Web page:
ISA EPS Shows a Legacy of Leadership
As words like “sustainability” have become vogue in recent years, it might seem to some that the Iowa Soybean Association’s Environmental Programs and Services (ISA EPS) is part of the environmental trend. In fact, as ISA EPS is being called upon ever more frequently to offer environmental expertise, it is worth noting that what seems like “overnight success” has been 20 years in the making, thanks to the visionary investment of Iowa’s soybean farmers.
“In the 1990s, water utilities identified excess nutrients in Iowa’s waters as a growing concern, and environmental groups were beginning to call for farmers to do better,” recalls ISA director Ron Heck of Perry.
Diverse groups—businesses, academia, private foundations, local government agencies, state associations of corn and soybean growers and cattle, pork and poultry producers—teamed with the Iowa Agribusiness Association and the Iowa Farm Bureau to form the Iowa Nutrient Management Task Force, which identified issues and produced recommendations to improve Iowa’s water quality. The Task Force report recognized the complexity of water quality issues in agricultural watersheds and the need to advance solutions that would help agriculture address nonpoint source pollution. Starting where the highest nitrate loading had been identified, the Raccoon River Watershed Project (RRWP) emerged as a vehicle for education and improvement.
The RRWP created a climate of private-public collaboration and action, becoming a model for future watershed efforts. Farmers liked the idea of taking leadership and applying their resources, entrepreneurial skills and inventiveness to discovering and applying solutions that would work on their farms and in their watersheds.
ISA built on its involvement with RRWP by establishing its own Environmental Program in 2000 to help achieve ISA’s goal to “stabilize and increase yield while improving production efficiency and the environment” and hired RRWP Director Roger Wolf to develop and direct this effort.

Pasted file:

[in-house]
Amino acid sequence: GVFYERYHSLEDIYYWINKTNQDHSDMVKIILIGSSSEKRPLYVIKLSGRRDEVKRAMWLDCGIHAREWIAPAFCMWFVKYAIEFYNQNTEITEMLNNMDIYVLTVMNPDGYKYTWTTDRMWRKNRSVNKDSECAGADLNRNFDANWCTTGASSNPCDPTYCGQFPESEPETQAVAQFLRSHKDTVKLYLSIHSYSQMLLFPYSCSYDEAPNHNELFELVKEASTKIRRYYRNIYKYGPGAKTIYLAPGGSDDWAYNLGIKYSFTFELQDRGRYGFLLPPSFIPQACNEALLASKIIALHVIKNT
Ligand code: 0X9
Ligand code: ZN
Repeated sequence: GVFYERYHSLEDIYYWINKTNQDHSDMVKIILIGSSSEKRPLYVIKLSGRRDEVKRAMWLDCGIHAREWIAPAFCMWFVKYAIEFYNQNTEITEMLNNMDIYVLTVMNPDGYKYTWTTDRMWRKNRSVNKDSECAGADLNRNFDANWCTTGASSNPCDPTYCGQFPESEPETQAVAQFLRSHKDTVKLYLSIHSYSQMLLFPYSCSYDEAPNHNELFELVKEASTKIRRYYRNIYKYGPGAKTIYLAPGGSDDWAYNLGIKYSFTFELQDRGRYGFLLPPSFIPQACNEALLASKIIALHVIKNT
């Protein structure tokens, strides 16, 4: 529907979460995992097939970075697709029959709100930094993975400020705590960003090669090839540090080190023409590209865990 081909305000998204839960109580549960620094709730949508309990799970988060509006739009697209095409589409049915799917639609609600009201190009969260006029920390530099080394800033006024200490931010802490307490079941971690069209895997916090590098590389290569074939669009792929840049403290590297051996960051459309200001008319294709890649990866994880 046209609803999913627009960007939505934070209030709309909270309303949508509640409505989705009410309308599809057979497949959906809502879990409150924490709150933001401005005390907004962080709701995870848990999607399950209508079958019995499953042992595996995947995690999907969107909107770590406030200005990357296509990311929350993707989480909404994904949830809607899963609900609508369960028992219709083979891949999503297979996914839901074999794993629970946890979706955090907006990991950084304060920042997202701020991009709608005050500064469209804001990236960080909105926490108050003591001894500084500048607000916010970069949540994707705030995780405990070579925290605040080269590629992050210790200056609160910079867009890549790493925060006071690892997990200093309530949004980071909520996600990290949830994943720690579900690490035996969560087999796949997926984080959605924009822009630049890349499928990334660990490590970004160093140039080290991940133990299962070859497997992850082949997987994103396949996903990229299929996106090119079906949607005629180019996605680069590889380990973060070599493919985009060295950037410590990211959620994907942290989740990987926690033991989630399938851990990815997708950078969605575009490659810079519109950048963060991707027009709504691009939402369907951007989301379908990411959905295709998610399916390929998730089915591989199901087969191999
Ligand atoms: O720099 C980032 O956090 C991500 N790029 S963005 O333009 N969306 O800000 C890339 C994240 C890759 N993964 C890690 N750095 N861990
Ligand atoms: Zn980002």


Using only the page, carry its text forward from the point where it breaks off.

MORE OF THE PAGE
“We had found that the environmental debate was seldom fact-based,” Heck says. “Neither farmers nor their critics had the facts needed to understand and solve the problems. If harmful levels of nitrogen were being lost from our farms, we didn’t want those nutrients to go into the water either, and we didn’t want to lose nitrogen from its intended use on our farms.
“As farmers we wanted to do better, but we needed better information. We found credible sources were lacking, regarding how to do better environmentally and economically on our farms. So, we decided to work on finding the information and solutions ourselves. ISA committed checkoff funds to find answers, starting with the hiring of Roger Wolf.”
Wolf was recruited to develop tools, systems and approaches to help farmers gain a science-based understanding of agriculture’s impact on water and other natural resources and to implement practical, action-oriented programs to maintain yields and profitability while reducing negative environmental impacts.
Experience and research had shown that, although improvements made on individual farms were important, a watershed approach was needed to solve water quality problems. This included organizing farmers and other leaders throughout the watershed, conducting assessments of watershed resources and conditions, developing watershed plans, implementing plans and measuring the outcomes, and revising the plans to improve their effectiveness. Leadership and technical capacity in watersheds had to be expanded; ISA’s directors and Wolf agreed that ISA EPS should help.